References

  1. 1. Global Initiative for Chronic Obstructive Lung Disease (2006) Global strategy for the diagnosis, management, and prevention of chronic obstructive pulmonary disease. Available: http://www.goldcopd.org/Guidelineitem.as​p?l1=2&l2=1&intId=989. Accessed 11 April 2007.
  2. 2. Lopez AD, Shibuya K, Rao C, Mathers CD, Hansell AL, et al. (2006) Chronic obstructive pulmonary disease: Current burden and future projections. Eur Respir J 27: 397–412.
  3. 3. Mathers CD, Loncar D (2006) Projections of global mortality and burden of disease from 2002 to 2030. PLoS Med 3: e442. doi:10.1371/journal.pmed.0030442.
  4. 4. Menezes AM, Perez-Padilla R, Jardim JR, Muino A, Lopez MV, et al. (2005) Chronic obstructive pulmonary disease in five Latin American cities (the PLATINO study): A prevalence study. Lancet 366: 1875–1881.
  5. 5. Xu F, Yin X, Zhang M, Shen H, Lu L, et al. (2005) Prevalence of physician-diagnosed COPD and its association with smoking among urban and rural residents in regional mainland China. Chest 128: 2818–2823.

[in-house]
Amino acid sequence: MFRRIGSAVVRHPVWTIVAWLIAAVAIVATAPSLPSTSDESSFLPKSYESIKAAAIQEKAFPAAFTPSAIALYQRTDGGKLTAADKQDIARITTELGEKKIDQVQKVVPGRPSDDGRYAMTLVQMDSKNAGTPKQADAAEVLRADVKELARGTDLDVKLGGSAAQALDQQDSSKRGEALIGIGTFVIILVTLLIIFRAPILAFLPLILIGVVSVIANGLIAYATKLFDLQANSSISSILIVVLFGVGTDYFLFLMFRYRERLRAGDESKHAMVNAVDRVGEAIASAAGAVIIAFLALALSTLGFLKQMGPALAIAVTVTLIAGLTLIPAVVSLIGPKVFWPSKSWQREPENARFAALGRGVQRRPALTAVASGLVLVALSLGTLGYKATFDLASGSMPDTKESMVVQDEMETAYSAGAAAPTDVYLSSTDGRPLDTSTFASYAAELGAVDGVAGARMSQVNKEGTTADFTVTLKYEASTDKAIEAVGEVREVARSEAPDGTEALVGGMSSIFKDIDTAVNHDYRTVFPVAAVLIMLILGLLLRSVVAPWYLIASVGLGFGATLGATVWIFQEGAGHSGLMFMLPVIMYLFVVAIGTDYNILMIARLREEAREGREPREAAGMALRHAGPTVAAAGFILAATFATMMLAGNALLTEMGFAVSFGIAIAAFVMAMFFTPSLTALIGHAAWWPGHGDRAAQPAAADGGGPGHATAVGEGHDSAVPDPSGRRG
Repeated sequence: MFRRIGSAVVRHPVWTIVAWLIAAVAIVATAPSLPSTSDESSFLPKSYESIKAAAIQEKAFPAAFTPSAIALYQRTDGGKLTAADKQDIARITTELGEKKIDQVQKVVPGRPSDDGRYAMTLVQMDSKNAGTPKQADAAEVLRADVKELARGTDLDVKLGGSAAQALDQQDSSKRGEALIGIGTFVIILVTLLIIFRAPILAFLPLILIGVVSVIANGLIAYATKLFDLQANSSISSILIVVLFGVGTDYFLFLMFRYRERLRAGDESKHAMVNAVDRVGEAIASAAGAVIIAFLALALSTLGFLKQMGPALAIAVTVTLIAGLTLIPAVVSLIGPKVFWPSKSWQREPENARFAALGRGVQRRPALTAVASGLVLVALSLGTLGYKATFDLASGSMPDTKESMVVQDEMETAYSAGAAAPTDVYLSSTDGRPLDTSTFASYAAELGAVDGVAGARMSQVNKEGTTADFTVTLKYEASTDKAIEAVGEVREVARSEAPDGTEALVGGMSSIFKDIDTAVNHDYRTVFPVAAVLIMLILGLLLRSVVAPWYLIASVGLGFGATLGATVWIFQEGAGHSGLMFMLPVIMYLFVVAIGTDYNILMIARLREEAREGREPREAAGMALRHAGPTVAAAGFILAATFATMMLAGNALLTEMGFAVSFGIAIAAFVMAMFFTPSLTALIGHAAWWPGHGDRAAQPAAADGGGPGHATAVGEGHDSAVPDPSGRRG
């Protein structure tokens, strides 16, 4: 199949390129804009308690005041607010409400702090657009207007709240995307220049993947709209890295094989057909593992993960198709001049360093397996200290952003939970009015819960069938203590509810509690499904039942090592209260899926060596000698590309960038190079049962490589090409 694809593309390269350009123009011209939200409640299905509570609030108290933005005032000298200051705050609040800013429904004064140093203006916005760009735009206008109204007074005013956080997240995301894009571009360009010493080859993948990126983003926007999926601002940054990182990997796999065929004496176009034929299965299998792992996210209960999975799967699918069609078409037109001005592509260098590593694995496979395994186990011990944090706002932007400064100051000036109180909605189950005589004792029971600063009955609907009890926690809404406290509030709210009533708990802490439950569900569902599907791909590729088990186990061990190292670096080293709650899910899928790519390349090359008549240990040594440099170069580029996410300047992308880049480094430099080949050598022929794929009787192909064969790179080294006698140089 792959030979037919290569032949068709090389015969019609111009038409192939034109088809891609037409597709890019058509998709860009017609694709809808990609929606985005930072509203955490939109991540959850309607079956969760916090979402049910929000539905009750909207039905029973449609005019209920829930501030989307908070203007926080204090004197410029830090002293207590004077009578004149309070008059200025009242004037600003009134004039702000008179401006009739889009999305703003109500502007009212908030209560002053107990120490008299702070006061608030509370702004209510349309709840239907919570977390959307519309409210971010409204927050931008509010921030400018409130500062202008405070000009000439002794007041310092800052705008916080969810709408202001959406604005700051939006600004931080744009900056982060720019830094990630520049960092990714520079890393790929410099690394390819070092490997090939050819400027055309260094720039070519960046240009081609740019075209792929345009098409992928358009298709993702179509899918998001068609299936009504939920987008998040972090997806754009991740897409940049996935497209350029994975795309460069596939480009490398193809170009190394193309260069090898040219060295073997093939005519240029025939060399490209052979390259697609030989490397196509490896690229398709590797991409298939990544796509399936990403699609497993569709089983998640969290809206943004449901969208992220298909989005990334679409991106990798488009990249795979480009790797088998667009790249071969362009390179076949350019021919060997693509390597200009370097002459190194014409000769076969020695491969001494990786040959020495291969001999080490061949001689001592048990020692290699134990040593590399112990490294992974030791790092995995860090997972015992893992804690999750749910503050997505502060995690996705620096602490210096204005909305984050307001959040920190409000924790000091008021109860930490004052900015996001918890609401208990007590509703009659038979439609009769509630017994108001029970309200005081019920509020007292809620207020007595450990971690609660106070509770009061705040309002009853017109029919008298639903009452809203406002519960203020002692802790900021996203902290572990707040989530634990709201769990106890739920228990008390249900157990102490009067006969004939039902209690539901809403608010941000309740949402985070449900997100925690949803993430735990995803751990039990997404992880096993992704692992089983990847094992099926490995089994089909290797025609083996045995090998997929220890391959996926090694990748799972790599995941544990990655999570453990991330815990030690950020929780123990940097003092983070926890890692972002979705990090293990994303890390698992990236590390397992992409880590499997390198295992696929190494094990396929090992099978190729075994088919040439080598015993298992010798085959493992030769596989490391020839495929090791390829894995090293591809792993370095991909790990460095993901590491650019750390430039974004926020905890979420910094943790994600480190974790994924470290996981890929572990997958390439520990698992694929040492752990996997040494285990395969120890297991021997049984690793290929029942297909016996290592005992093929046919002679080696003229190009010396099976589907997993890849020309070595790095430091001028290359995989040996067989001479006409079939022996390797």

6. 6. Chapman KR, Mannino DM, Soriano JB, Vermeire PA, Buist AS, et al. (2006) Epidemiology and costs of chronic obstructive pulmonary disease. Eur Respir J 27: 188–207.
  7. 7. British Thoracic Society (2006) The burden of lung disease. Available: http://www.brit-thoracic.org.uk/burdenof​lungdisease2.html. Accessed 11 April 2007.
  8. 8. Barnes PJ, Kleinert S (2004) COPD—A neglected disease. Lancet 364: 564–565.
  9. 9. Smith KR (2000) National burden of disease in India from indoor air pollution. Proc Natl Acad Sci U S A 97: 13286–13293.
  10. 10. Celli BR, Cote CG, Marin JM, Casanova C, Montes de Oca M, et al. (2004) The body-mass index, airflow obstruction, dyspnea, and exercise capacity index in chronic obstructive pulmonary disease. N Eng J Med 350: 1005–1012.
  11. 11. Lokke A, Lange P, Scharling H, Fabricius P, Vestbo J (2006) Developing COPD: A 25 year follow up study of the general population. Thorax 61: 935–939.
  12. 12. Tashkin DP, Kanner R, Bailey W, Buist S, Anderson P, et al. (2001) Smoking cessation in patients with chronic obstructive pulmonary disease: A double-blind, placebo controlled, randomised trial. Lancet 357: 1571–1575.